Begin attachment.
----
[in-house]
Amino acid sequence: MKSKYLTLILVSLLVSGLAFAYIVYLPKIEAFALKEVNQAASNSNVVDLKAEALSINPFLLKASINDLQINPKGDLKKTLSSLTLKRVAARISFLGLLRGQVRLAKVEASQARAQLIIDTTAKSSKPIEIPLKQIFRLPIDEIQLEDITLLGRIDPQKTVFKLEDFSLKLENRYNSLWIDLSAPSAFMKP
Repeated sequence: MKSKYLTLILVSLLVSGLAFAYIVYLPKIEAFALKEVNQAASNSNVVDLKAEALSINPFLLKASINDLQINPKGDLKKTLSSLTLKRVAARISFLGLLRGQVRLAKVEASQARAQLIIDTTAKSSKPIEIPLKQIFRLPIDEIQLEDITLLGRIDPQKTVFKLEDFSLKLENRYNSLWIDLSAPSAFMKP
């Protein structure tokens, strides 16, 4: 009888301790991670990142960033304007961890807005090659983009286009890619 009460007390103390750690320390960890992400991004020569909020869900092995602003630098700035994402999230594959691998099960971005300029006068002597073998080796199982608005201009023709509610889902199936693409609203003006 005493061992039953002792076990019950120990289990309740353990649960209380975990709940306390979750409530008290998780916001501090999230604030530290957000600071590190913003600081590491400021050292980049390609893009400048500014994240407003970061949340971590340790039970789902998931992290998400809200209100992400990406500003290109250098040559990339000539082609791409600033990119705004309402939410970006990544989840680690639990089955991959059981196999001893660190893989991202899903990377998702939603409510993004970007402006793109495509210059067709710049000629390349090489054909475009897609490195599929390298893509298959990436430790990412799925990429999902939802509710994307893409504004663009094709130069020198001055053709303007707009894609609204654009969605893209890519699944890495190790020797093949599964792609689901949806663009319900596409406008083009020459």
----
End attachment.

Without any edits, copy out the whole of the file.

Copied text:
[in-house]
Amino acid sequence: MKSKYLTLILVSLLVSGLAFAYIVYLPKIEAFALKEVNQAASNSNVVDLKAEALSINPFLLKASINDLQINPKGDLKKTLSSLTLKRVAARISFLGLLRGQVRLAKVEASQARAQLIIDTTAKSSKPIEIPLKQIFRLPIDEIQLEDITLLGRIDPQKTVFKLEDFSLKLENRYNSLWIDLSAPSAFMKP
Repeated sequence: MKSKYLTLILVSLLVSGLAFAYIVYLPKIEAFALKEVNQAASNSNVVDLKAEALSINPFLLKASINDLQINPKGDLKKTLSSLTLKRVAARISFLGLLRGQVRLAKVEASQARAQLIIDTTAKSSKPIEIPLKQIFRLPIDEIQLEDITLLGRIDPQKTVFKLEDFSLKLENRYNSLWIDLSAPSAFMKP
């Protein structure tokens, strides 16, 4: 009888301790991670990142960033304007961890807005090659983009286009890619 009460007390103390750690320390960890992400991004020569909020869900092995602003630098700035994402999230594959691998099960971005300029006068002597073998080796199982608005201009023709509610889902199936693409609203003006 005493061992039953002792076990019950120990289990309740353990649960209380975990709940306390979750409530008290998780916001501090999230604030530290957000600071590190913003600081590491400021050292980049390609893009400048500014994240407003970061949340971590340790039970789902998931992290998400809200209100992400990406500003290109250098040559990339000539082609791409600033990119705004309402939410970006990544989840680690639990089955991959059981196999001893660190893989991202899903990377998702939603409510993004970007402006793109495509210059067709710049000629390349090489054909475009897609490195599929390298893509298959990436430790990412799925990429999902939802509710994307893409504004663009094709130069020198001055053709303007707009894609609204654009969605893209890519699944890495190790020797093949599964792609689901949806663009319900596409406008083009020459």